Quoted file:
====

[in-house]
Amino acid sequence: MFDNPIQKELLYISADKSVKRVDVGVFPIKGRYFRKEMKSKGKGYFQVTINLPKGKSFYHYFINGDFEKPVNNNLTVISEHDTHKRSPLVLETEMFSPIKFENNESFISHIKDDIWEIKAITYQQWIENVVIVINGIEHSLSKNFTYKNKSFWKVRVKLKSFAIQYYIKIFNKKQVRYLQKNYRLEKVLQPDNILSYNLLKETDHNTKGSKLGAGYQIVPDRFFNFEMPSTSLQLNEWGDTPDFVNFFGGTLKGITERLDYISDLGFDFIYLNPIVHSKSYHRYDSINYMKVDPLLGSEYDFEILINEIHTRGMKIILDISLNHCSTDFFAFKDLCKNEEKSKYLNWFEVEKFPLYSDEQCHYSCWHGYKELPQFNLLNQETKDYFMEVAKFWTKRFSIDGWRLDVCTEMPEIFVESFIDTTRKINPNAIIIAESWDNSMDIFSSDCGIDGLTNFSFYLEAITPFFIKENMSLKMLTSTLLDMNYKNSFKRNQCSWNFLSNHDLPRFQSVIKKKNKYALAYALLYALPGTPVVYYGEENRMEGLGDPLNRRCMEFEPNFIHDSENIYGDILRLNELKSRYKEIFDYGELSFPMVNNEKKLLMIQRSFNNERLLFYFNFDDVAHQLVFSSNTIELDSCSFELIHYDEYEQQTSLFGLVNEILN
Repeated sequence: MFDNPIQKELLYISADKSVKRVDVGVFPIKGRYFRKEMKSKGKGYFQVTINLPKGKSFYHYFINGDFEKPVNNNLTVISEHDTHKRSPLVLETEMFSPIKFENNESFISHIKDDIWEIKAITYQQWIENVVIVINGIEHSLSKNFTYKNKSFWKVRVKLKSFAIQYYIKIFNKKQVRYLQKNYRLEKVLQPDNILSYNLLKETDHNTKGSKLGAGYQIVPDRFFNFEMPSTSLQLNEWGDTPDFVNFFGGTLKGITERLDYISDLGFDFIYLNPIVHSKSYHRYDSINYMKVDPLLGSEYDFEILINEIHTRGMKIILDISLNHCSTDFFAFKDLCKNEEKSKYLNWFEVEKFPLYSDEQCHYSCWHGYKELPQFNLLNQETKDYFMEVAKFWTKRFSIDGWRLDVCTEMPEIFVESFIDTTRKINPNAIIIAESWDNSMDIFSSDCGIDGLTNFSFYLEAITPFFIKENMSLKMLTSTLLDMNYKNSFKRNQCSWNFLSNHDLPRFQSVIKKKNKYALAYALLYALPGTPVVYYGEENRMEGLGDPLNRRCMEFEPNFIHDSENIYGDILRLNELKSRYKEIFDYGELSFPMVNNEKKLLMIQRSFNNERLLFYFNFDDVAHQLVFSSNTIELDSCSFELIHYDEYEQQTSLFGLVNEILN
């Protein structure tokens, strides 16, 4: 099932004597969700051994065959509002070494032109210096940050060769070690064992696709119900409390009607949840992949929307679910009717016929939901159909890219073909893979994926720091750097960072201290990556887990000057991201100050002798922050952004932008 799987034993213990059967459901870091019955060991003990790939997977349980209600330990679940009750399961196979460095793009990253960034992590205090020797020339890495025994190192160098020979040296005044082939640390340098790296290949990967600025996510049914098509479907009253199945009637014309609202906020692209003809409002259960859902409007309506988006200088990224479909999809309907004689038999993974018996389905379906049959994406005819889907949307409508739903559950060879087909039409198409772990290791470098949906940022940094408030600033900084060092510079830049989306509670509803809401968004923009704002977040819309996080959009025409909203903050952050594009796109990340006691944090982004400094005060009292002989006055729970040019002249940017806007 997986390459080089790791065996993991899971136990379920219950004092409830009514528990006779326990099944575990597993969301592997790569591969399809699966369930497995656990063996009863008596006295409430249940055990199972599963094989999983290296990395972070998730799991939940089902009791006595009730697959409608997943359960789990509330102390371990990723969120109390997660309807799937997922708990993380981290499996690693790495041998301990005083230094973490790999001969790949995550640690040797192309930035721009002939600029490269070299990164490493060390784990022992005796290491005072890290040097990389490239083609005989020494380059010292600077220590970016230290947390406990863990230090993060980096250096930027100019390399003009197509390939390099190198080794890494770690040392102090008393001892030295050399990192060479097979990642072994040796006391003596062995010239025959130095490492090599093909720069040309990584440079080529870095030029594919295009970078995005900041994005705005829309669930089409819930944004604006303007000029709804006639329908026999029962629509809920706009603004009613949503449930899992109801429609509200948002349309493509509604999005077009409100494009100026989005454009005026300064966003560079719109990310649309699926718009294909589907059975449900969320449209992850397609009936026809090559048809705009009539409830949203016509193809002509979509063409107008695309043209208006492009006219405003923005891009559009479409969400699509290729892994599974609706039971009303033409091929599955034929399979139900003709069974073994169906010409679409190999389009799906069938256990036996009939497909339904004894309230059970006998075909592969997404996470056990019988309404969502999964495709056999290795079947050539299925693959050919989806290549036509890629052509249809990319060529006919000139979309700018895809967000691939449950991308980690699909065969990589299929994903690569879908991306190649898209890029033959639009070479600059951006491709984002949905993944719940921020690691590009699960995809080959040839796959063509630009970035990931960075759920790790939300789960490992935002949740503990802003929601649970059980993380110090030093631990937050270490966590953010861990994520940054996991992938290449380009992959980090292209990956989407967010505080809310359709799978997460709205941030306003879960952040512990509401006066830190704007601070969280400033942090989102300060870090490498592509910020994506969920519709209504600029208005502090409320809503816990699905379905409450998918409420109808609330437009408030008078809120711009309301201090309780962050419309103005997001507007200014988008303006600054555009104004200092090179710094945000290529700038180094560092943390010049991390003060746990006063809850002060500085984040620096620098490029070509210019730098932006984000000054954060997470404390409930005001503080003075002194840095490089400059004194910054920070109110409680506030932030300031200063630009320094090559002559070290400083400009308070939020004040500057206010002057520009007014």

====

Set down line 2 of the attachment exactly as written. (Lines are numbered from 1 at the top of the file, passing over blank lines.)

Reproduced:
Amino acid sequence: MFDNPIQKELLYISADKSVKRVDVGVFPIKGRYFRKEMKSKGKGYFQVTINLPKGKSFYHYFINGDFEKPVNNNLTVISEHDTHKRSPLVLETEMFSPIKFENNESFISHIKDDIWEIKAITYQQWIENVVIVINGIEHSLSKNFTYKNKSFWKVRVKLKSFAIQYYIKIFNKKQVRYLQKNYRLEKVLQPDNILSYNLLKETDHNTKGSKLGAGYQIVPDRFFNFEMPSTSLQLNEWGDTPDFVNFFGGTLKGITERLDYISDLGFDFIYLNPIVHSKSYHRYDSINYMKVDPLLGSEYDFEILINEIHTRGMKIILDISLNHCSTDFFAFKDLCKNEEKSKYLNWFEVEKFPLYSDEQCHYSCWHGYKELPQFNLLNQETKDYFMEVAKFWTKRFSIDGWRLDVCTEMPEIFVESFIDTTRKINPNAIIIAESWDNSMDIFSSDCGIDGLTNFSFYLEAITPFFIKENMSLKMLTSTLLDMNYKNSFKRNQCSWNFLSNHDLPRFQSVIKKKNKYALAYALLYALPGTPVVYYGEENRMEGLGDPLNRRCMEFEPNFIHDSENIYGDILRLNELKSRYKEIFDYGELSFPMVNNEKKLLMIQRSFNNERLLFYFNFDDVAHQLVFSSNTIELDSCSFELIHYDEYEQQTSLFGLVNEILN